By Natalie Simms
We are still two years away from the 2020 election for Floyd County Sheriff, but with two candidates already declared and more expected to come, it already is the talk of the town.
Sheriff Tim Burkhalter, who was first elected in 2004, has announced his retirement effective December 2020. The newly elected sheriff will take office in January 2021. Sheriff’s Chief Deputy Tom Caldwell and Capt. Dave Roberson, who is the supervisor of field services for the sheriff’s office, have announced they are running. But look for five others to jump into the race in the months ahead.
“When Sheriff Burkhalter announced his retirement, as his Chief Deputy, I knew that many people in our community would expect me to run and to continue to lead our operations,” says Caldwell. “I have been encouraged by many co-workers, community and business leaders to run. I wanted to confirm to those members of our community that I am committed to keeping the sheriff’s office a positive force in our county. It’s an exciting time for me to realize this long-time goal and to get started.”
Roberson says word was spreading quickly on his intended bid.
“My campaign team and I had always planned to announce mid-year but it got to the point where I was being approached daily by people who were anticipating my decision to run. These people were excited and wanted to be part of the movement, so we felt that the time was right to capitalize on this momentum,” he says. “I can’t express how grateful I am for all of the encouraging words and offers of personal and monetary support.”
By announcing their candidacies so early, Caldwell and Roberson will have plenty of time of start earning voter support and contributions. But with more candidates expected to enter the race, the focus will come down to the May 2020 primaries and general election that fall.
“I feel like I already stand out from the pack because no current opponent or possible opponent, outside of a sheriff or former sheriff, has actually ran a sheriff’s office operation before as I have for well over a decade now as chief deputy,” says Caldwell. “I will be making my case in the coming months to our community that I am more prepared to be sheriff than anyone else and I feel good about that.”
Roberson feels his supervisory experience over the four divisions of the Sheriff’s Office during his 23-year career will make him a lead contender for the job.
“However, as I’ve said before, while experience is certainly necessary, effective leaders need more than that — they must be able to connect with, empathize with, motivate, and inspire people to want to do and achieve greater things. This is the way I’ve always tried to operate with my teams and I will continue to do so,” he says.
“One of my priorities is to meet and foster relationships with as many citizens as possible and really listen to them. This is something I’ve done throughout my career as I’ve worked in our various communities in Floyd County. Building these personal connections with citizens and my fellow employees is critical to my work. It’s important to hear the issues on people’s minds and the concerns they have so that I can help find solutions. This is something I will continue to do regardless of what happens in this election because it’s personal to me.”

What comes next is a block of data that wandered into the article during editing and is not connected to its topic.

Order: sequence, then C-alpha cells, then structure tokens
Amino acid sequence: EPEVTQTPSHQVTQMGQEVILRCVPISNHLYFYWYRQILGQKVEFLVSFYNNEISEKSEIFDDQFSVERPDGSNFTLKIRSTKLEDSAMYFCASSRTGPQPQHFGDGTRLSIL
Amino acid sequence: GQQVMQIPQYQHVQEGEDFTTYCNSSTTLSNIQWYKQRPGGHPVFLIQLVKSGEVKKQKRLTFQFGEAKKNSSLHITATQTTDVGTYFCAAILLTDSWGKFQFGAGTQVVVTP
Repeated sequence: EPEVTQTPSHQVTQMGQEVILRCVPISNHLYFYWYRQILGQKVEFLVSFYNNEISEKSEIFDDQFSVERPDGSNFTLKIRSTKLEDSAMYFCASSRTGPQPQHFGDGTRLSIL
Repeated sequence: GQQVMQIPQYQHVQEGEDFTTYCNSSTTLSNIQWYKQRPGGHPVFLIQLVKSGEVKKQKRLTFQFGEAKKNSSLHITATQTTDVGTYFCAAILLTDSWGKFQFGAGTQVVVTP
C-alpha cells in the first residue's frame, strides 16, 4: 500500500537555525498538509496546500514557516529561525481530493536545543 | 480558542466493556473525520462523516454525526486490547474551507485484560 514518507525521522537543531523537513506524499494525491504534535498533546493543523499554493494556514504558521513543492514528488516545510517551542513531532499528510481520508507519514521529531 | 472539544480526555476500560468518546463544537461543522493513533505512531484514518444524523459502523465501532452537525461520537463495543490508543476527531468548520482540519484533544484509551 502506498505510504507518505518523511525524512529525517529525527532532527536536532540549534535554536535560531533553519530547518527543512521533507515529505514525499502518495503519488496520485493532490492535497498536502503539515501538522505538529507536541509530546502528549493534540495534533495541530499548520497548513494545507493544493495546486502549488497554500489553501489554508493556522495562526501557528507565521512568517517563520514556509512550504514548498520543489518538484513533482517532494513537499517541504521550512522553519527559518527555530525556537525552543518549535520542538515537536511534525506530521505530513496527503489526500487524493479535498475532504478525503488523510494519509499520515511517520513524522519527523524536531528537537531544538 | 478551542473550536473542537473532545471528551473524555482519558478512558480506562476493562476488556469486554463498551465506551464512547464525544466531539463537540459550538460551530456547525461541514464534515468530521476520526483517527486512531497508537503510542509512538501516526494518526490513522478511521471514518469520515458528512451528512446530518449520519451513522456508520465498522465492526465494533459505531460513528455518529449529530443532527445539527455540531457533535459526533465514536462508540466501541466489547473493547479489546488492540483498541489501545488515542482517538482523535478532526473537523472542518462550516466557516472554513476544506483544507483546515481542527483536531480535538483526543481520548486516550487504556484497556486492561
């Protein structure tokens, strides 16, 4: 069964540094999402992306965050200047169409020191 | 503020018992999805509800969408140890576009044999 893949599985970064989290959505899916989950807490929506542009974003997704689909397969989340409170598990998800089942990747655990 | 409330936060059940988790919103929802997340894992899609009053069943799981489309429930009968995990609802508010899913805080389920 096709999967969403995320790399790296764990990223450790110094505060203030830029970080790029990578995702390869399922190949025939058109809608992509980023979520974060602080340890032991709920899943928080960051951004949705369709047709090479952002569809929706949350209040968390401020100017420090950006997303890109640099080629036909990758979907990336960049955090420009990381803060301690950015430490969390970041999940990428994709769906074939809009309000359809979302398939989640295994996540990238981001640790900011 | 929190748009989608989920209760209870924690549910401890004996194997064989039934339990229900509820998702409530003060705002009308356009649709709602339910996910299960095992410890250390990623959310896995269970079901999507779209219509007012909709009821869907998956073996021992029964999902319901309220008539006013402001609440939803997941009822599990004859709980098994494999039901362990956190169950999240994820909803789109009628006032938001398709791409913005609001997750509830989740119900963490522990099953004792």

Both Republicans, their competition already has raised a few eyebrows. Last month, Caldwell held a meet-and-greet on a Thursday evening. Roberson and his campaign issued their formal intention-to-run announcement smack in the middle of Caldwell’s event. The timing was intentional.
Both candidates already have groups of volunteers ready to campaign.
“We have assembled a great campaign team called Citizens for Roberson full of people who are dedicated, motivated, talented and who care about this community as much as I do. I’m fortunate to have so many wonderful people on the team and thankful to those who have reached out just since our announcement expressing a desire to be involved in some way. It’s been incredible,” says Roberson.
“My focus for the immediate future will be continuing to meet and listen to citizens from across the community, raising the funds that will be necessary to execute a successful campaign, and sharing elements of my platform at a series of events in the coming months.”
As for Caldwell, he has already built a number of relationships in the county as chief deputy and will be working with his team on fundraising.
“I have an experienced campaign chair, a committee from different backgrounds and volunteers from all parts of the county. I have events and fundraisers planned out all the way through to the primary in 2020. We have already had one fundraiser last month which went very well, so you could say we are up and running smoothly,” he says.
No matter who else joins the race, Burkhalter says he is staying neutral in the election.
“It’s a very good problem to have with two members of my command staff running for office. They both have strong followings and been with me from the very start. I’m supporting both candidates. They are both good guys,” says Burkhalter. “But my number one goal is to the Sheriff’s Office, our staff and our employees.”
With that said, elections bring a certain amount of pressure to employees at the Sheriff’s Office to support one candidate over another. In order to avoid any disruption to the office, Burkhalter has asked both candidates to take a leave of absence for the campaign.
“I have already spoken with both of them and they will be taking a leave of absence in January so they can campaign without employees feeling the brunt of the election. We want our staff to feel comfortable supporting one candidate over another without fear of retribution,” he says.
Burkhalter has already asked Maj. Tommy McGuire to step in and serve as an interim chief deputy when that time comes.